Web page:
1 – Zac, you’re obviously mad. Why all this running around, when there are perfectly good couches to sit on, and pastries to eat?
Good question; on a long ride or run I sometimes ask myself that very thing. I’m always up for a challenge and the sport of triathlon provides me with a lot of variety in training, along with much self-satisfaction when hitting goals. But most importantly, it allows me to have long guilt-free sessions on the couch, eating pastries.
2 – You recently spent some time over in Tasmania on various projects. Where are the best places to spend outdoors there, running or cycling?
Unfortunately, I haven’t been able to bring the bike over, so it’s usually a mix of running and swimming whilst travelling for work. I’m a regular at the Hobart aquatic center, and also the St. Michelle’s school who open their pool to the public in the mornings. Running wise, in Hobart there is a great 15km loop, starting off at Macquarie St in the city heading out towards Mt. Wellington past the Cascade Brewery winding your way uphill. Take a hard left down Huon Rd for a fast descent back into town and swing past Sash Café for the best coffee in Hobart. Also Wellington Park is endless, and a demanding trek to the top of Cathedral Rock makes for a great unwind after work and a 360 degree view. Most beautiful is in Launceston for a trail run through the First Basin Gorge which is stunning. Amazing to think all of this is on peoples door step in Tasmania.
3 – What is the most difficult event you’ve competed in, and why?
The Ironman Melbourne Triathlon (3.8km swim, 180km bike, 42.2km run) in March this year. I trained so hard for this event, and it was all consuming with up to 25hrs of training per week. You become a master of managing time whilst trying to balance a demanding job, family and friends, as well as the load and fatigue which comes with the training. Getting to the start line is a big part of it and I was so proud of myself to be lining up with a thousand other athletes race morning. The day didn’t go as planned though, and after a good swim and ride, my knee decided it had enough during the marathon, and reduced my pace to a slow run/walk. I had to dig deep just to keep going and block out the pain and disappointment of what was happening. Breaking things down into the most vital and smallest pieces became a fundamental tool, whether that be to make it to the next telephone pole, ensure to eat and hydrate, or to make my wife proud that I made it through adversity. It was the both the toughest and most rewarding day of my life.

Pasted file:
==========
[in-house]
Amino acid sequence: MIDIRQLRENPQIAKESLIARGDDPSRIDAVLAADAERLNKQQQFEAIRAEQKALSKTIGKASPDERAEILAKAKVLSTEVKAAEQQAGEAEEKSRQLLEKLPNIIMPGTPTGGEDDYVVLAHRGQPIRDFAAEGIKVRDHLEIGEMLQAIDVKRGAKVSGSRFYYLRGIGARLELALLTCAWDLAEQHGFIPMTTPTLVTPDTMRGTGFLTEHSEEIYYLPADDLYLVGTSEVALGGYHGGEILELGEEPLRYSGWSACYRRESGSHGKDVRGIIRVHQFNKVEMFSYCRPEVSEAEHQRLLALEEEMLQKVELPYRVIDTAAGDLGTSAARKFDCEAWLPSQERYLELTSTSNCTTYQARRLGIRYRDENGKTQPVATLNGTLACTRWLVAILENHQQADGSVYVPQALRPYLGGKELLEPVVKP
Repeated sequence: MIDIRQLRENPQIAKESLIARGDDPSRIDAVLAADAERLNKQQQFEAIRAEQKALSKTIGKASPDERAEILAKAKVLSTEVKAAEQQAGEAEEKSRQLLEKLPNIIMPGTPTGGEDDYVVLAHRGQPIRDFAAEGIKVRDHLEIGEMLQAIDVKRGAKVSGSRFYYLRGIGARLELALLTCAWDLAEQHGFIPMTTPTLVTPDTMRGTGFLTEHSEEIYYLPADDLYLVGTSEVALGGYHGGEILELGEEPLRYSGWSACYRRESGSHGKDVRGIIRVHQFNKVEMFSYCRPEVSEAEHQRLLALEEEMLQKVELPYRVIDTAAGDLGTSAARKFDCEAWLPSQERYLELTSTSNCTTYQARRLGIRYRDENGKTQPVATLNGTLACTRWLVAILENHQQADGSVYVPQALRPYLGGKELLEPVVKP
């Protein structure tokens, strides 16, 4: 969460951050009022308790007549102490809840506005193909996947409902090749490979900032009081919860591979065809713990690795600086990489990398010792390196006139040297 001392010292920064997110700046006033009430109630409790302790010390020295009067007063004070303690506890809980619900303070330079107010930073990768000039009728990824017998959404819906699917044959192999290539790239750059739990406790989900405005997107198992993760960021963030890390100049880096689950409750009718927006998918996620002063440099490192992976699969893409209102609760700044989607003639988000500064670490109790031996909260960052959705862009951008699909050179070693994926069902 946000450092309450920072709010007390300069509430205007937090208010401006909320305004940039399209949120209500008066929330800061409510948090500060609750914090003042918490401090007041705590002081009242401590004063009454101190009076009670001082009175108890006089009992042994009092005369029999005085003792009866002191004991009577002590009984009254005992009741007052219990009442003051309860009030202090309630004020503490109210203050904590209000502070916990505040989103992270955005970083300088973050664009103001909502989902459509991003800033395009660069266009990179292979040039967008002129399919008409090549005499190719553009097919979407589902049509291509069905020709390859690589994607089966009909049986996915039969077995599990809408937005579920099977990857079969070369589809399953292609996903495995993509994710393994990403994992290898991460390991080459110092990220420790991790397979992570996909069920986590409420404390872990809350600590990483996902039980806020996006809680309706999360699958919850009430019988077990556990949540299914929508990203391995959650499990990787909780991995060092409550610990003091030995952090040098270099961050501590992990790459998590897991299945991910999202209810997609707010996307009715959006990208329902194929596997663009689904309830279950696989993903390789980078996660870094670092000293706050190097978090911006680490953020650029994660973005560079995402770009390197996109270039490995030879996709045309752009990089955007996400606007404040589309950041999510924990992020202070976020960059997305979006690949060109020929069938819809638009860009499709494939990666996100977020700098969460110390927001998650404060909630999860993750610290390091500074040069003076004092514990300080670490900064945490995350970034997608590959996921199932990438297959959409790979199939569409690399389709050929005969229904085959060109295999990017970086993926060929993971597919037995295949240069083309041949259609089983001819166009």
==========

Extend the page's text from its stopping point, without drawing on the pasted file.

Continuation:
4 – If you had all the time in the world, what would you do?
Lots of R&R: Riding and Running.
5 – What is the key to maintaining a healthy work/life balance?
The key is to enjoy what you do. When life gets super busy, time management is everything and spending a few minutes each day planning on how your going to stitch it all together, is a good practice to master. Having said that I must admit to rarely feeling as though everything is in balance at one given time, I just do my best make it all work as well as I can.
6 – Who inspires you the most?
I have a few, but first and foremost is my wife, Amanda. She inspired me to get off the
couch (and pastries) and find positive actions in my life, such as triathlons. This year Amanda ran North Face 100km, Australia’s toughest 100km run through the Blue Mountains, and 4 months later ran another 100km race at Angelsea coming in at 12hrs 25mins and 3rd in her category. How can I not be inspired by that?
7 – What is the most rewarding thing about working at Tridant?
Being amongst the most talented people in our industry. I’m surrounded by a large group of individuals who naturally live and breathe what we do, and there is no problem which is unsolvable or challenge which can’t be mastered. I learnt very early on in my career that you must surround yourself with people who are as driven as you, and smarter than yourself. By doing so you can constantly learn, grow, and become better at your work than if you were alone.